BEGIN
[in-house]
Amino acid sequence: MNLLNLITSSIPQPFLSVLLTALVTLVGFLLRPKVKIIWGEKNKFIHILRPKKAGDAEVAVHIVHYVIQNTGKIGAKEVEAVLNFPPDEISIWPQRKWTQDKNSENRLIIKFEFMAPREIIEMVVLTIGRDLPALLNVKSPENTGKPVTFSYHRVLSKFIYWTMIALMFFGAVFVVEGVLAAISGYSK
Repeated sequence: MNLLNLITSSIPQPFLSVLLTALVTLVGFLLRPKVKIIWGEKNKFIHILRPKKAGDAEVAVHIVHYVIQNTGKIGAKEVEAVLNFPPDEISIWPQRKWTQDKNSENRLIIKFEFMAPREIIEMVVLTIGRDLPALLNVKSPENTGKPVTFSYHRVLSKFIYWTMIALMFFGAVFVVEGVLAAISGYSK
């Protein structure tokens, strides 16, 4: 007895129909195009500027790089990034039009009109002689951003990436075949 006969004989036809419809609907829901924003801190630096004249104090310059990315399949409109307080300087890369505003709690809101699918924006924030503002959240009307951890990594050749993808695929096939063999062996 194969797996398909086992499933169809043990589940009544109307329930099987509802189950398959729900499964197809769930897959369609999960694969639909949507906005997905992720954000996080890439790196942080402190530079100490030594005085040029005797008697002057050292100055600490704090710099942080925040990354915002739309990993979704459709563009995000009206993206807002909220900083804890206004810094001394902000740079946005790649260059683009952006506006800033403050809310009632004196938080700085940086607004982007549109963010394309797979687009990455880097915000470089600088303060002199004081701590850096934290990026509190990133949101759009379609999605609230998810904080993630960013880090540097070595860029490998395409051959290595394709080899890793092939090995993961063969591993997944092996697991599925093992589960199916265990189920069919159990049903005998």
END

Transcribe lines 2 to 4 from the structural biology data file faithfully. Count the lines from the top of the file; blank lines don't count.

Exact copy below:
Amino acid sequence: MNLLNLITSSIPQPFLSVLLTALVTLVGFLLRPKVKIIWGEKNKFIHILRPKKAGDAEVAVHIVHYVIQNTGKIGAKEVEAVLNFPPDEISIWPQRKWTQDKNSENRLIIKFEFMAPREIIEMVVLTIGRDLPALLNVKSPENTGKPVTFSYHRVLSKFIYWTMIALMFFGAVFVVEGVLAAISGYSK
Repeated sequence: MNLLNLITSSIPQPFLSVLLTALVTLVGFLLRPKVKIIWGEKNKFIHILRPKKAGDAEVAVHIVHYVIQNTGKIGAKEVEAVLNFPPDEISIWPQRKWTQDKNSENRLIIKFEFMAPREIIEMVVLTIGRDLPALLNVKSPENTGKPVTFSYHRVLSKFIYWTMIALMFFGAVFVVEGVLAAISGYSK
């Protein structure tokens, strides 16, 4: 007895129909195009500027790089990034039009009109002689951003990436075949 006969004989036809419809609907829901924003801190630096004249104090310059990315399949409109307080300087890369505003709690809101699918924006924030503002959240009307951890990594050749993808695929096939063999062996 194969797996398909086992499933169809043990589940009544109307329930099987509802189950398959729900499964197809769930897959369609999960694969639909949507906005997905992720954000996080890439790196942080402190530079100490030594005085040029005797008697002057050292100055600490704090710099942080925040990354915002739309990993979704459709563009995000009206993206807002909220900083804890206004810094001394902000740079946005790649260059683009952006506006800033403050809310009632004196938080700085940086607004982007549109963010394309797979687009990455880097915000470089600088303060002199004081701590850096934290990026509190990133949101759009379609999605609230998810904080993630960013880090540097070595860029490998395409051959290595394709080899890793092939090995993961063969591993997944092996697991599925093992589960199916265990189920069919159990049903005998």